To create a new stored procedure, right click the Stored Procedures node under the connection node in Server Explorer. From the nodes context menu, choose the Create Routine command. This command opens the SQL Editor.

To create a new stored function, right click the Functions node under the connection node in Server Explorer. From the node's context menu, choose the Create Routine command.

To modify an existing stored routine (procedure or function), double click on a node of the routine you wish to modify, or right click on this node and choose the Alter Routine command from a context menu. Either of the commands opens the SQL Editor.

To create or alter the routine definition using SQL Editor, type this definition in the SQL Editor using standard SQL.

All other routine properties can be set in the Properties window. These properties are:

  • Comment

  • Data Access

  • Definer

  • Is Deterministic

  • Security Type

Some of these properties can have arbitrary text values, others accept values only from a predefined set.

Also you can set all the options directly in the SQL Editor, using the standard CREATE PROCEDURE or CREATE FUNCTION statement. However, it is recommended to use the Properties window instead.

Note

You should never add the CREATE preface to the routine definition.

The properties Name, Schema and Server in the Properties window are read-only. Set or change the procedure name in the SQL editor.

To save changes you have made, use either Save or Save All buttons of the Visual Studio main toolbar, or just press Ctrl+S. A confirmation dialog will confirm whether you want the changes saved to the database..

23.3.3.5. Editing Triggers

To create a new trigger, right click on a node of a table for which you wish to add a trigger. From the node's context menu, choose the Create Trigger command. This command opens the SQL Editor.

To modify an existing trigger, double click on a node of the trigger you wish to modify, or right click on this node and choose the Alter Trigger command from a context menu. Either of the commands opens the SQL Editor.

To create or alter the trigger definition using SQL Editor, type the trigger statement in the SQL Editor using standard SQL.

Note

You should enter only the trigger statement, that is the part of the CREATE TRIGGER query that is placed after the FOR EACH ROW clause.

All other trigger properties are set in the Properties window. These properties are:

  • Definer

  • Event Manipulation

  • Name

  • Timing

Some of these properties can have arbitrary text values, others accept values only from a predefined set.

The properties Event Table, Schema and Server in the Properties window are read-only.

To save changes you have made, use either Save or Save All buttons of the Visual Studio main toolbar, or just press Ctrl+S. A confirmation dialog will confirm whether you want the changes saved to the database.

23.3.3.6. Editing User Defined Functions (UDF)

To create a new User Defined Function (UDF), right click the UDFs node under the connection node in Server Explorer. From the node's context menu, choose the Create UDF command. This command opens the UDF Editor.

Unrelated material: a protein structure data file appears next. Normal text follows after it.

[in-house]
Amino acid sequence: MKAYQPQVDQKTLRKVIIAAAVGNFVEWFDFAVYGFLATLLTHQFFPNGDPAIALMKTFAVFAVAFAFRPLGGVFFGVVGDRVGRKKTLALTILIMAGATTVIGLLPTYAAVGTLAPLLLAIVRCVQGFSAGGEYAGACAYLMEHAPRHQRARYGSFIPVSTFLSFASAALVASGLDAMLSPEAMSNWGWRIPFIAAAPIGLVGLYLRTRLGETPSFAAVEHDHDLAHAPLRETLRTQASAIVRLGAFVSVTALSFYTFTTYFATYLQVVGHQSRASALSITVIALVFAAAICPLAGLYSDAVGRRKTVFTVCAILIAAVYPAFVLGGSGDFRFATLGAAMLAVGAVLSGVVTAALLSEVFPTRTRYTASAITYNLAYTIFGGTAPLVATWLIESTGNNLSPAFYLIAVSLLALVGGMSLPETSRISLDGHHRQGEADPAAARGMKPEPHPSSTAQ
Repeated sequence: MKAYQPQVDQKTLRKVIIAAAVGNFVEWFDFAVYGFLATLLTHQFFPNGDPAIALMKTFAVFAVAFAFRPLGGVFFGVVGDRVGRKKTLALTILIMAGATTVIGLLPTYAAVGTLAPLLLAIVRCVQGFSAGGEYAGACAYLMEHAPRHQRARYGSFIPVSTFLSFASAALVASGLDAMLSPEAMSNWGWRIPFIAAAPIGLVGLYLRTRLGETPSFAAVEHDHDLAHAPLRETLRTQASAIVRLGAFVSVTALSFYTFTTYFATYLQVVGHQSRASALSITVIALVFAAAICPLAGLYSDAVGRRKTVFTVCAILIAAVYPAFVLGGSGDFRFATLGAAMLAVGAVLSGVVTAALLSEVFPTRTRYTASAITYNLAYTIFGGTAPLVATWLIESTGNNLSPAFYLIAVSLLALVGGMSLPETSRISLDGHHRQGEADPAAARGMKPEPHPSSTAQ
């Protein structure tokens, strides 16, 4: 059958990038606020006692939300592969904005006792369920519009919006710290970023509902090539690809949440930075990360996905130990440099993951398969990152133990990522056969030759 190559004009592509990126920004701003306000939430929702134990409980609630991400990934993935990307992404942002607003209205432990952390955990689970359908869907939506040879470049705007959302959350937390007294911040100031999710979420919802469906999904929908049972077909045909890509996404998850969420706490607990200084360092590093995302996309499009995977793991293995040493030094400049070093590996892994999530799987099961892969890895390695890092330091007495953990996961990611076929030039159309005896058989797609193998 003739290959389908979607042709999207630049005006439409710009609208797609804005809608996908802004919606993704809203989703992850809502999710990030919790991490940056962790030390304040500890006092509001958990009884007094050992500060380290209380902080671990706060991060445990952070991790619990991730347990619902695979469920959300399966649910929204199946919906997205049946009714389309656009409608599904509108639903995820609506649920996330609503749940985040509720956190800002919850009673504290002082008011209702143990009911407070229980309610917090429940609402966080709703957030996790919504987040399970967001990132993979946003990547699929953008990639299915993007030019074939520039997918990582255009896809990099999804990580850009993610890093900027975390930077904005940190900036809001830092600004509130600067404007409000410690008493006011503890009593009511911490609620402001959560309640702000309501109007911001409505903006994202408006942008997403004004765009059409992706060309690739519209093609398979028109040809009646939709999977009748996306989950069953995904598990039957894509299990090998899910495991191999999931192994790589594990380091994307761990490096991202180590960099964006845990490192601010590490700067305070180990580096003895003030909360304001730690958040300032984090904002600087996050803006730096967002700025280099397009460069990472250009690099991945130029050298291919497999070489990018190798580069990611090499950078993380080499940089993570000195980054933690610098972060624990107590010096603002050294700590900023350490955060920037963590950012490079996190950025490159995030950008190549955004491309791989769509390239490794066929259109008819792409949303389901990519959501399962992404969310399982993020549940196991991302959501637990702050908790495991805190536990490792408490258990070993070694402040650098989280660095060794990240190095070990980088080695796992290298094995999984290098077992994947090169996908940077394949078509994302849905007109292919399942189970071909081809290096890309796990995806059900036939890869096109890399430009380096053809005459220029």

To modify an existing UDF, double click on a node of the UDF you wish to modify, or right click on this node and choose the Alter UDF command from a context menu. Either of the commands opens the UDF Editor.

The UDF editor allows you to set the following properties through the properties panel:

  • Name

  • So-name (DLL name)

  • Return type

  • Is Aggregate

The property Server in the Properties window is read-only.

To save changes you have made, use either Save or Save All buttons of the Visual Studio main toolbar, or just press Ctrl+S. A confirmation dialog will confirm whether you want the changes saved to the database.

23.3.3.7. Dropping database objects

Tables, views, stored routines, triggers, an UDFs can be dropped with the appropriate Drop command from its context menu: Drop Table, Drop View, Drop Routine, Drop Trigger, Drop UDF.

You will be asked to confirm the execution of the corresponding drop query in a confirmation dialog.

Dropping of multiple objects is not supported.

23.3.3.8. Cloning database objects

Tables, views, stored procedures and functions can be cloned with the appropriate Clone command from its context menu: Clone Table, Clone View, Clone Routine. The clone commands open the corresponding editor for a new object: the Table Editor for cloning a table and the SQL Editor for cloning a view or a routine.

To save the cloned object, use either Save or Save All buttons of the Visual Studio main toolbar, or just press Ctrl+S. A confirmation dialog will confirm whether you want the changes saved to the database.

23.3.4. Visual Studio Plugin Support

If you have a comment, or if you discover a bug, please, use our MySQL bug tracking system (http://bugs.mysql.com) to report problem or add your suggestion.

23.3.4.1. Visual Studio Plugin FAQ

Questions

  • 24.3.4.1.1: When creating a connection, typing the connection details causes the connection window to immediately close.

Questions and Answers

24.3.4.1.1: When creating a connection, typing the connection details causes the connection window to immediately close.

There are known issues with versions of Connector/NET earlier than 5.0.2. Connector/NET 1.0.x is known not to work. If you have any of these versions installed, or have previously upgraded from an earlier version, uninstall Connector/NET completely and then install Connector/NET 5.0.2.